Abstract

The production of petroleum and natural gas in eastern Canada during 1969 was 1,170,547 bbl and 11,791,984 Mcf, respectively. This represents an increase of 12,120 bbl (1%) of oil and a decrease of 432,941 Mcf (3.7%) of gas from the previous year.

In the Hudson Bay region, industry and various government agencies completed 3½ crew-months of combined geologic and geophysical work. Two stratigraphic tests, 1 offshore in Hudson Bay and 1 on land in the southern rim of the Hudson Bay basin, accounted for 7,319 ft of drilling.

In southwestern Ontario 144 exploratory tests and 64 development wells were completed during the year—an increase of 71 exploratory wells and a decrease of 15 development wells from the previous year. An increase in Lake Erie exploratory drilling combined with greater emphasis on Silurian reef exploration resulted in an overall increase of 46% in total footage drilled in 1969 from 1968.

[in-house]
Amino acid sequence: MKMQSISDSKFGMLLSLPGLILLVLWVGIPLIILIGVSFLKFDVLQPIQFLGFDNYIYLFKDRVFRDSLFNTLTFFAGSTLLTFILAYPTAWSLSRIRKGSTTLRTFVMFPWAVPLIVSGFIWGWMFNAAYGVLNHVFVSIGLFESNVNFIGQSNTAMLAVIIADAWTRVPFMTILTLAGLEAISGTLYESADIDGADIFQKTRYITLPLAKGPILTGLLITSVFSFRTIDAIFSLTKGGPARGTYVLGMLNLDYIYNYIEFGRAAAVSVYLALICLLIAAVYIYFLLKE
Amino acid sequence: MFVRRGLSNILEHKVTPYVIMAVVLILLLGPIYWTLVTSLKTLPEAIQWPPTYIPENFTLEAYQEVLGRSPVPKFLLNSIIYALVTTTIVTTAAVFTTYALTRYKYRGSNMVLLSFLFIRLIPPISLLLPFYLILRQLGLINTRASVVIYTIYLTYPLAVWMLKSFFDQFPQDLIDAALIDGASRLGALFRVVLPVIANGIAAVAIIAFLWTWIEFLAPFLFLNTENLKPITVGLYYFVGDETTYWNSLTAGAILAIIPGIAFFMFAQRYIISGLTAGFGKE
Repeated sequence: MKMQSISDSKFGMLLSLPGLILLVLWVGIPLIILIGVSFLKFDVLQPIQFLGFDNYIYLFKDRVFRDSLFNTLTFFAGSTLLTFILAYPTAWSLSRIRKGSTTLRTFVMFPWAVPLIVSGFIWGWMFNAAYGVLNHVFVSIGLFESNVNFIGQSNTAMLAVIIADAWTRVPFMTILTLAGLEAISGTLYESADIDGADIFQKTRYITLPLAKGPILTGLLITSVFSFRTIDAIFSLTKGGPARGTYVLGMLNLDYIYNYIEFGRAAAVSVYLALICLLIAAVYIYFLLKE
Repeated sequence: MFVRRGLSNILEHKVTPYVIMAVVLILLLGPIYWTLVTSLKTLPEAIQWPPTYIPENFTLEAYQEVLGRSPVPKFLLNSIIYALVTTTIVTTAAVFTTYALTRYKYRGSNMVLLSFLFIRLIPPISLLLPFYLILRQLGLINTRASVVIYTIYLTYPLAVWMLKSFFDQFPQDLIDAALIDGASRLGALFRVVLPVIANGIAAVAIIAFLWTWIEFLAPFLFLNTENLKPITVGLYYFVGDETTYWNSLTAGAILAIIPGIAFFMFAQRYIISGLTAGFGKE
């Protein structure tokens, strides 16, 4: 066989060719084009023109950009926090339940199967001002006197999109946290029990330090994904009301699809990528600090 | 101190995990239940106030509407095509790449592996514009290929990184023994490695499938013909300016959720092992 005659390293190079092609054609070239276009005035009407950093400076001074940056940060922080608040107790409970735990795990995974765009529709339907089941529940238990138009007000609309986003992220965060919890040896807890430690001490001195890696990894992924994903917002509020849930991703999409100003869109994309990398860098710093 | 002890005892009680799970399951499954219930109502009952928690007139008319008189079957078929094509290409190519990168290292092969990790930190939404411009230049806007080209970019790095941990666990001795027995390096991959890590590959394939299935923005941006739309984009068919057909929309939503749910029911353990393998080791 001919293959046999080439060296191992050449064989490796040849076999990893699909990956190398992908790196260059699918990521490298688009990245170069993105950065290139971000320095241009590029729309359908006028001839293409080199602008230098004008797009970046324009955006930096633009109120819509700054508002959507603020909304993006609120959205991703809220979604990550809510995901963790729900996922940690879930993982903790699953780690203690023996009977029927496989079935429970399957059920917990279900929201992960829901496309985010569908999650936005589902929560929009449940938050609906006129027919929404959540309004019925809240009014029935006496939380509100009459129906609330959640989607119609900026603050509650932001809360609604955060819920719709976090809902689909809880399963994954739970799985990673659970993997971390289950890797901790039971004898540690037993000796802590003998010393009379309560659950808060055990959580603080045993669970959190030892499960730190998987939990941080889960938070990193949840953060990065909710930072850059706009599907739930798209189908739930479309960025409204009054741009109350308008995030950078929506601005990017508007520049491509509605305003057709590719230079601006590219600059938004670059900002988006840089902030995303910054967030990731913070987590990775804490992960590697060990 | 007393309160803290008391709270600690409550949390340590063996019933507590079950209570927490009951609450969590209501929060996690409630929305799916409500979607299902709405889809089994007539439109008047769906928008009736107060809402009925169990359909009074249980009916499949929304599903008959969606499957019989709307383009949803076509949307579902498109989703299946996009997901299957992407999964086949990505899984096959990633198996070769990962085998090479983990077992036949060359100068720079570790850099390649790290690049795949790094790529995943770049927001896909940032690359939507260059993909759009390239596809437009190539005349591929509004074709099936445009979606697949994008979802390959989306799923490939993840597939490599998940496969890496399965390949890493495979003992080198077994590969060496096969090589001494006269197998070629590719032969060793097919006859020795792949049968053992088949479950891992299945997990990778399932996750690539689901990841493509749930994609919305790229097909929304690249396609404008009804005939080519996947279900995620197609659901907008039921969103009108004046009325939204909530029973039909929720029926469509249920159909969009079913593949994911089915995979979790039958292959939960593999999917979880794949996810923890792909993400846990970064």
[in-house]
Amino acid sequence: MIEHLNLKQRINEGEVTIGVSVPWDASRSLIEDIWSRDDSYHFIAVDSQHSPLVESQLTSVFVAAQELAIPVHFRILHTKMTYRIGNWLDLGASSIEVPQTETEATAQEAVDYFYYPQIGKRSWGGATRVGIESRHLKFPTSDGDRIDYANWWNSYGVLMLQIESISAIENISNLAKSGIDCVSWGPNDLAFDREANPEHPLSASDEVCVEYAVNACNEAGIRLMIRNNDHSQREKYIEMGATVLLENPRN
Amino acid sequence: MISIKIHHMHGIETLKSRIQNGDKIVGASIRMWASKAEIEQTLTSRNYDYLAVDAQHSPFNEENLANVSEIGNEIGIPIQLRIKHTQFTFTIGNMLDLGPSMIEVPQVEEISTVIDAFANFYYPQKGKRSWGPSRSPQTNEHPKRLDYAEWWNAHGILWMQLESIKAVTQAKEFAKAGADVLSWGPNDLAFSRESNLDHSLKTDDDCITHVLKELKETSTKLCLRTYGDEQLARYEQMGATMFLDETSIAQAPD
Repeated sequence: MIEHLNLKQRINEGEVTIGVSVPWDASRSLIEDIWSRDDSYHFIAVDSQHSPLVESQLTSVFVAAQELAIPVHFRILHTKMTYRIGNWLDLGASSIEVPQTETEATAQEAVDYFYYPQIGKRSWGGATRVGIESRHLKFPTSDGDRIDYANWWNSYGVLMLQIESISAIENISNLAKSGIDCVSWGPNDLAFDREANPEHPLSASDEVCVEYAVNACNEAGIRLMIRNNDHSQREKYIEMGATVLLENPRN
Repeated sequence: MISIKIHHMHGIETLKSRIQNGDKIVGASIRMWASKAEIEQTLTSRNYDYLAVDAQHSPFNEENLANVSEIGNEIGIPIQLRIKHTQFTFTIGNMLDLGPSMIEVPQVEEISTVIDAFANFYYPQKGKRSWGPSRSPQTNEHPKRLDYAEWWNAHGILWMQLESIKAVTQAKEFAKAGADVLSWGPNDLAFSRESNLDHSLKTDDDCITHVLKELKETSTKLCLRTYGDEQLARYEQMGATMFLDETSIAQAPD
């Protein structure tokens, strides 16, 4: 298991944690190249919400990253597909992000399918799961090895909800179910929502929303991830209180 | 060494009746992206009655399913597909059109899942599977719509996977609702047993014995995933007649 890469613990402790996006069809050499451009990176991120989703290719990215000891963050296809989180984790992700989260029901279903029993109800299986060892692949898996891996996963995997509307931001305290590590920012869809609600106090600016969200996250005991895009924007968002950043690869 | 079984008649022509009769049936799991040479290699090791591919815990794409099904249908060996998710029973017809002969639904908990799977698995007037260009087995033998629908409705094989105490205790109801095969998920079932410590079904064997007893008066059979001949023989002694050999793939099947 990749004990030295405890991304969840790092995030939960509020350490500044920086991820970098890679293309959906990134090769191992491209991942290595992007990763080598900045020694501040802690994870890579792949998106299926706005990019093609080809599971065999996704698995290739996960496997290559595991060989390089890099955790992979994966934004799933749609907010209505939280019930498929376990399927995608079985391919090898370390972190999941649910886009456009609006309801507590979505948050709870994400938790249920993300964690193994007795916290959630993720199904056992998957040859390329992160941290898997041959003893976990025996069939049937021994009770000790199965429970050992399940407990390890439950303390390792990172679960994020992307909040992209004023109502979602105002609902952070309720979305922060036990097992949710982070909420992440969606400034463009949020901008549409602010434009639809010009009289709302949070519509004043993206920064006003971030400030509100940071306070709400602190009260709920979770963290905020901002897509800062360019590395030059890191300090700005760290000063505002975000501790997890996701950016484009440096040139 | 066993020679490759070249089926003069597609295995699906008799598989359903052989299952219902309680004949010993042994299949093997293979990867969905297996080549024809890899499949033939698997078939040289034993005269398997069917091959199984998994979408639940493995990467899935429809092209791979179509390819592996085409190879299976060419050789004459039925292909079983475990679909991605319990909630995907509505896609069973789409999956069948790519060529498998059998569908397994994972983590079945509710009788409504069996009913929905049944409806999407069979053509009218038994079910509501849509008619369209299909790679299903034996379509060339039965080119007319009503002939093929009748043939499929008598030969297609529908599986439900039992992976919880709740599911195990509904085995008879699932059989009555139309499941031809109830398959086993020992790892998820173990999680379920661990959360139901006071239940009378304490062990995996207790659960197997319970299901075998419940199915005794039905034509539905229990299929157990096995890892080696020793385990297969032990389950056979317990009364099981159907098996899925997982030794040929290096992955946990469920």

In Quebec, 3 exploratory wells were completed. Geologic and geophysical surveys totaled 34 ¾ crew-months—13 by industry and 21 ¾ by government agencies.

In the Atlantic provinces considerable interest was focused on the offshore continental shelves. A 13,085-ft exploratory well was completed on the Scotian Shelf 18 mi southwest of Sable Island. On the Labrador coast a 1,217-ft stratigraphic test was completed on Akpatok Island in Ungava Bay. Offshore east-coast holdings increased by more than 53,850,000 acres (26.2%) in 1969 to an all-time high of 258,986,024 acres. In the offshore areas industry accounted for 43½ crew-months of geologic and geophysical activity, and government and scientific institute activity accounted for 80¾ crew-months.

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